Last post on Liddle (I hope)

In my last post, I promised to publish some stats I had from the Met police about whether Rod Liddle's claims about young black men being responsible for the 'overwhelming majority' of certain types of crime was true.  I wish I hadn't now.  Not because they prove Liddle's argument (they don't) but because in the fuss that's resulted from his dashed off 91 word blog post, we all seem to have zeroed in on the figures rather than the actual argument they were being used to support.

That argument was that two young men who conspired to murder a 15 year old girl because she was pregnant with the child of one of them are not anomalies when it comes to young black men.  These 'human filth', he would have us believe, are not out of the ordinary among young men from the African-Caribbean community.

All his bluster in the comments on this article in the New Statesman about how he thinks culture rather than race is the driver for what he was talking about isn't really relevant, since he's saying that culture is what makes murderous young men not out of the ordinary in the African-Caribbean community.

Even if it were true that young black men are responsible for the overwhelming majority of the crimes Liddle said they are, it wouldn't properly support his assertion.  In order for that to happen, he would need to have figures to show that the majority of young black men are violent, murderous and would attempt to murder the mother of their unborn child if having a baby would inconvenience them.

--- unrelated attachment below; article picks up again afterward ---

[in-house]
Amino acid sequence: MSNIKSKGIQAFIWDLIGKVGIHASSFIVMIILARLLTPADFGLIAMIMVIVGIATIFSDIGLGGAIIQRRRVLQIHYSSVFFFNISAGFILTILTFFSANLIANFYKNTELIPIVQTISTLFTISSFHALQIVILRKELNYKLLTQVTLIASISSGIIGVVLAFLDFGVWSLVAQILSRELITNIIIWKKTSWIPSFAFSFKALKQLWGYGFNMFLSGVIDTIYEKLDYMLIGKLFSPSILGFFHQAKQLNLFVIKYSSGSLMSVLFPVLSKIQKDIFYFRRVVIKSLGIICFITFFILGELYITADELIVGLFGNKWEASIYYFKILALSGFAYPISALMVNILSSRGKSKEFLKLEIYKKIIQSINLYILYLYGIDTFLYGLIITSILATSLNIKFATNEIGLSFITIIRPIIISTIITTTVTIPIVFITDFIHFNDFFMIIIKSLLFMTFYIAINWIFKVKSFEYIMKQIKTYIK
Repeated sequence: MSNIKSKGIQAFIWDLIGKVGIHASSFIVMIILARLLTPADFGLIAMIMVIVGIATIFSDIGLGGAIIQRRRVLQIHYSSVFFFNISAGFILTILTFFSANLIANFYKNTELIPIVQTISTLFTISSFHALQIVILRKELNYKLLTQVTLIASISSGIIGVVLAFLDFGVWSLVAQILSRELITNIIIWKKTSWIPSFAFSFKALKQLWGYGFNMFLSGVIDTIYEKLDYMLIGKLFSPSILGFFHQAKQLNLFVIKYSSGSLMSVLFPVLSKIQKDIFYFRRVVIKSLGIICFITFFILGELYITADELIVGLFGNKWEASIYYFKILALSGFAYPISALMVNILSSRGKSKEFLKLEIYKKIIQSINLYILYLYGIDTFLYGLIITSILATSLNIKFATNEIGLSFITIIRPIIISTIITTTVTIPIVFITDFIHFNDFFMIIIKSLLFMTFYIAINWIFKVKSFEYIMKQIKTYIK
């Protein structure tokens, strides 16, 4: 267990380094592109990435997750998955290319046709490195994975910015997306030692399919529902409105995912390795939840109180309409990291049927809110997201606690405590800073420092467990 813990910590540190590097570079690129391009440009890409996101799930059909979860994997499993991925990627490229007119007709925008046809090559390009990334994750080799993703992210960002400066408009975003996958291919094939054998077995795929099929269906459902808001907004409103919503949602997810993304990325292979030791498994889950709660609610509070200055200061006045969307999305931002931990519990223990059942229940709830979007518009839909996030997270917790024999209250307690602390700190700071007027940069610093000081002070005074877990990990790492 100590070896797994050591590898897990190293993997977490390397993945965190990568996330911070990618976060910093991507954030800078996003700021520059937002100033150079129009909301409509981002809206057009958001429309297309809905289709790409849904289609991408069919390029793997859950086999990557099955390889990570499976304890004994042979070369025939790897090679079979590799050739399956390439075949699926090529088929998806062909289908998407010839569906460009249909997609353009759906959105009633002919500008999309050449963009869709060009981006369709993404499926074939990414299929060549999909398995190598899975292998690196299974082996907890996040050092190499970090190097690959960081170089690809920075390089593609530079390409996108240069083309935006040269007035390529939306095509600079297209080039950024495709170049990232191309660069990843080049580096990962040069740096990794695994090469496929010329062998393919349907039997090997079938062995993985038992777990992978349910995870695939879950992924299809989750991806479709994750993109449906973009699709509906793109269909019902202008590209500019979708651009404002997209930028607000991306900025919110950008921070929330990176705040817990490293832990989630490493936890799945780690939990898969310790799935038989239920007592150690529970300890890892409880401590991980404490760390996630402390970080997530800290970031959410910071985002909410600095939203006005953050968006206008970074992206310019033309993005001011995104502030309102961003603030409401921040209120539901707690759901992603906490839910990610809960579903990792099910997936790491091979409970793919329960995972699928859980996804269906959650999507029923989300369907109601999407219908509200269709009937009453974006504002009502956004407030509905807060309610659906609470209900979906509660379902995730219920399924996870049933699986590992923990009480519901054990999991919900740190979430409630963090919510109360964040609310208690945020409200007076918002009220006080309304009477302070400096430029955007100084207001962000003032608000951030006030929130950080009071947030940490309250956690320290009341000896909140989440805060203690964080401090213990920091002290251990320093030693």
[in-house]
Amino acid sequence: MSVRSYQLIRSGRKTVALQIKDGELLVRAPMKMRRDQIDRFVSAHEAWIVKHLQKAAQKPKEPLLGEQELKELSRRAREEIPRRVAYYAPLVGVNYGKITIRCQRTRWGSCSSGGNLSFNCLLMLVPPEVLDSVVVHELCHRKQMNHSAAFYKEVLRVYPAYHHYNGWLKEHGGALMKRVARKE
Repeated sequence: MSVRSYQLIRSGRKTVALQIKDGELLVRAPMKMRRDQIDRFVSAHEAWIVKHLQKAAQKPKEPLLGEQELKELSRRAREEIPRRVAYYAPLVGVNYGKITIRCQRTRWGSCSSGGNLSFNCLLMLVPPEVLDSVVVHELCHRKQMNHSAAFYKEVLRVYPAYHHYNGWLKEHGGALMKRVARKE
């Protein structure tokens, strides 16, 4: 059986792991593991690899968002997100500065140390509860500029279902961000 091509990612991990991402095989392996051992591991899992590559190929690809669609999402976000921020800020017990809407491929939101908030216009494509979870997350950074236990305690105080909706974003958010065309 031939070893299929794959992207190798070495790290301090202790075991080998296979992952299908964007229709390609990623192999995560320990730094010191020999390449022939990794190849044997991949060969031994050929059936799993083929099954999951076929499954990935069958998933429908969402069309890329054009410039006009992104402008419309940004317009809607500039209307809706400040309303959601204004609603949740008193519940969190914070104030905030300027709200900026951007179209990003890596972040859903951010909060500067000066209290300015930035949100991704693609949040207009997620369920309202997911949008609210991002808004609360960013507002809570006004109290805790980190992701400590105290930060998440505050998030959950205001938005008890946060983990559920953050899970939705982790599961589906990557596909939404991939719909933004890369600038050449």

So, the stats from the Metropolitan police for people proceeded against and charged for various crimes in 2007-2008.  The first thing to point out is that even if black people represent the majority of people charged or suspected with certain crimes, it doesn't mean that black people committed the majority of them.  The vast majority of crimes reported in the Met police area never have anyone arrested or charged for.

The second is that the figures don't represent the number of individuals arrested or charged with crimes, they represent crimes for which people are arrested or charged for.  So someone who was arrested or charged for five robberies would be counted five times unless I've made a huge mistake in interpreting the data.  Here's an example of how a gang of around nine men were responsible for up to 150 robberies on the tube a few years ago.*

The last is that there are about 850,000 black people living in London according to 2006 estimates.  Even if we added together every crime with a black person proceeded against or arrested for on the Met's list and decided that each was committed by a different individual, we'd still only get about 4% of that 850,000.

On to the figures.  'Street crime' isn't a proper category of crime, and I can't think of anything that would match it.

There's no category for 'knife crime' or 'gun crime', but there's on umbrella category that might include them.

There were 173,787 total 'violence against the person' crimes reported in the year up to October 2008 (the time frame is slightly out with the Met figures I have from the FoI request).  'Afro-Caribbeans' were proceeded against for 10,784 of them, and charged with 6,082.  A total of 35,709 crimes had someone proceeded against in this category.

Robbery is the only area where Liddle has anything approaching a point on the stats.